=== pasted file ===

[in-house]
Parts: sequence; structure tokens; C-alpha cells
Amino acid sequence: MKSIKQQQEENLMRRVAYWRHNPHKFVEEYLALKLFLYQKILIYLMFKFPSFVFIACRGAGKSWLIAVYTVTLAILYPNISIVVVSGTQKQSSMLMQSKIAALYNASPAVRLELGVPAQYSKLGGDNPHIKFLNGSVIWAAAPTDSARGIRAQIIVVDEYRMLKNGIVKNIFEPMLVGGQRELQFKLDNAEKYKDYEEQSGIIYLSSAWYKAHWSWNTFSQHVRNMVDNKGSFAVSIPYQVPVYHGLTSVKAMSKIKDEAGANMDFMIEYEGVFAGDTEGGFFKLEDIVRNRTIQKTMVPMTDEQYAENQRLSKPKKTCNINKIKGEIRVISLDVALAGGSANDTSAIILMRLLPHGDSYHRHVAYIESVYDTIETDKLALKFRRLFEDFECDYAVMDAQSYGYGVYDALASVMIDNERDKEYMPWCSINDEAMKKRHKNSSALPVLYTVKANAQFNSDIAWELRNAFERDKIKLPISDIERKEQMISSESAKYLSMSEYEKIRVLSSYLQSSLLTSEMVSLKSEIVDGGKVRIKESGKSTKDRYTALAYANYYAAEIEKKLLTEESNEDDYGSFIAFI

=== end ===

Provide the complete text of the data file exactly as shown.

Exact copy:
[in-house]
Parts: sequence; structure tokens; C-alpha cells
Amino acid sequence: MKSIKQQQEENLMRRVAYWRHNPHKFVEEYLALKLFLYQKILIYLMFKFPSFVFIACRGAGKSWLIAVYTVTLAILYPNISIVVVSGTQKQSSMLMQSKIAALYNASPAVRLELGVPAQYSKLGGDNPHIKFLNGSVIWAAAPTDSARGIRAQIIVVDEYRMLKNGIVKNIFEPMLVGGQRELQFKLDNAEKYKDYEEQSGIIYLSSAWYKAHWSWNTFSQHVRNMVDNKGSFAVSIPYQVPVYHGLTSVKAMSKIKDEAGANMDFMIEYEGVFAGDTEGGFFKLEDIVRNRTIQKTMVPMTDEQYAENQRLSKPKKTCNINKIKGEIRVISLDVALAGGSANDTSAIILMRLLPHGDSYHRHVAYIESVYDTIETDKLALKFRRLFEDFECDYAVMDAQSYGYGVYDALASVMIDNERDKEYMPWCSINDEAMKKRHKNSSALPVLYTVKANAQFNSDIAWELRNAFERDKIKLPISDIERKEQMISSESAKYLSMSEYEKIRVLSSYLQSSLLTSEMVSLKSEIVDGGKVRIKESGKSTKDRYTALAYANYYAAEIEKKLLTEESNEDDYGSFIAFI